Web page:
SINCE he rose to fame in the early 1970s, actor, writer and film director John Waters has been making work that entertains, shocks and makes audiences cringe.
With his now trademark pencil thin moustache, his early career was dominated by his transgressive cult films which featured a regular troupe of actors known as the Dreamlanders - among them Divine.
Since then the 69-year-old American, dubbed the Pope Of Trash and the Prince Of Puke, and has consistently been pushing the boundaries of taste bringing us such films as Female Trouble, Serial Mom, Pink Famingos and Hairspray.
Now, a season featuring his complete canon of work has just opened at the BFI Southbank.
It Isn’t Very Pretty… The Complete Films of John Waters (Every Goddam One of Them…), which runs until October 6, is the first complete retrospective of Waters’ work in the UK.
It features his very early underground short films, which have never been seen before in this country as well as his more contemporary and mainstream work such as the iconic Hairspray.
He has also personally selected six eclectic British films to accompany the season in a dedicated sidebar Teabaggin’ In The Kitchen Sink: My Favourite British Films – all of which have moved or inspired him in some shape or form, and include Joseph Losey’s Boom! and Roger Michell’s The Mother.
"This tribute is like receiving a plenary indulgence from the movie gods above and for once I can be show-biz thrilled without the slightest drop of irony in my thanks," he says.
"Yikes, respectability…the final outrage.”
The season has been curated by Justin Johnson who says he's "very excited" about bringing Waters' work to the BFI.
"He is a remarkable film maker by any measure and is incredibly interesting which is why we were so keen to put on a season of his work by way of celebration," says Justin.
"He has always been very much on the outside of both respectability and the establishment and so for us to honour him in this way is huge.
"He began when he was about 17 using the cheapest equipment to make a series of short films for about $1,000 each with his friends at his home.
"He worked with the Dreamlanders who included Divine, Mary Vivian Pearce, David Lochary and Mink Stole. They were the core cast members in his shorts, Hag In A Black Leather Jacket, Roman Candles and Eat Your Makeup.
"Some of the stuff was outrageous, shocking and ridiculous - and made with shock value - but are fascinating examples of juvenilia, but they really show and hint at the genius that was to come with his later work.
"He was inspired by a lot of great film makers and eventually he managed to make the move to Hollywood producing more mainstream films and worked with amazing people like Tracey Ullman, Johnny Knoxville, Selma Blair and Mink Stole."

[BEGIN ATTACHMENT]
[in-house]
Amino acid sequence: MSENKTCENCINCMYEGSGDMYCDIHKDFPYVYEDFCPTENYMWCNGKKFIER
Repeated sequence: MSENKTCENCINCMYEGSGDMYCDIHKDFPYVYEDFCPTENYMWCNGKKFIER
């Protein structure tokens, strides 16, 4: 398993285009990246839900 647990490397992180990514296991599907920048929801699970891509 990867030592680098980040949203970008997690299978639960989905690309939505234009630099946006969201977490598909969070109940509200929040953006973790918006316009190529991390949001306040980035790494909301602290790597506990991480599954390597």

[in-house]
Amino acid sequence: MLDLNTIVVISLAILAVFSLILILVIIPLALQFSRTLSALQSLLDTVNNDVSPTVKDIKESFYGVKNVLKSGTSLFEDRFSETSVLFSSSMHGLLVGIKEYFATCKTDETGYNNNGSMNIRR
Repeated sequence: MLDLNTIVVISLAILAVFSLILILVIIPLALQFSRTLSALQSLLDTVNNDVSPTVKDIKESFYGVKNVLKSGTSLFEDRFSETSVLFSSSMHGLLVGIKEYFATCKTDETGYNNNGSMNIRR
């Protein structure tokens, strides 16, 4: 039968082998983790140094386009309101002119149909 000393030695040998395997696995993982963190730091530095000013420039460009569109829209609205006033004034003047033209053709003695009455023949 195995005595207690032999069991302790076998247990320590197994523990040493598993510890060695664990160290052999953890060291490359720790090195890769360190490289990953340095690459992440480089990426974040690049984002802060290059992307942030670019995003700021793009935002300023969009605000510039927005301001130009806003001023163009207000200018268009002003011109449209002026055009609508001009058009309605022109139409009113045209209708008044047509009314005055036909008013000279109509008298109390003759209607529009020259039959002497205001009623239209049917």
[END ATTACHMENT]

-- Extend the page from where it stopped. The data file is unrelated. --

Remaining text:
What Justin is particularly excited about is being able to bring all Waters' films to the BFI including those early shorts that have never been seen outside America.
"We are incredibly honoured and delighted that he's given permission for us to show them - it's a unique opportunity," says Justin.
"He never went to film school and so his early films are not polished at all but we wanted to celebrate his entire career and so if you see them as a whole you watch his journey in film.
"The films he made after he moved to Hollywood are more polished - in Serial Mom, which is one of my favourites, you can see that. It's really well edited and directed and I always have a smile on my face when I watch it.
"But I love most of his films - Pink Flamingos and Polyester are great - and I loved his career with Divine. It was so sad Divine died so early because it was a great film partnership.
"He deals with some really hard issues in his films but there are also some very sweet sentiments within them - they are such well constructed and lovely films."
As well as his own, Waters has also picked his six favourite British movies to be shown over the festival.
"He's coming over especially for the season and will be here for three days," says Justin. "We asked him to chose the six British films he loves most and he will be introducing them.
"He was really thrilled and a little surprised when we put forward the idea of the season. We started talking to him about it a long while ago but as he's so incredibly busy all the time, despite the fact he hasn't made a film in 10 years, it's only been now that we could get time in his diary."
As an extra treat Waters will be taking part in an In Conversation event with Justin on Friday, September 18 followed by a book signing.
"It will be really fascinating to speak to him," says Justin. "It will be a proper in depth career interview and a real insight into his life and career - about what inspired him to pick up a camera and then do work that would shock us.
"His reputation has been built around guerilla film making but he's a real auteur and a unique film maker and a fascinating character. He writes, acts and paints as well as directs - he's a real man for all seasons.
"Who knows what the future may hold for him. He’s a workaholic, very active and full of energy so he will do something - and it will be exciting.
"I am sure he will have so much to say so for John's fans it will be a real treat."
It isn’t Very Pretty… The Complete Films of John Waters (Every Goddam One of Them…) takes place at the BFI Southbank until October 6. Visit www.bfi.org.uk/southbank for full listings or call the box office on 020 7928 3232.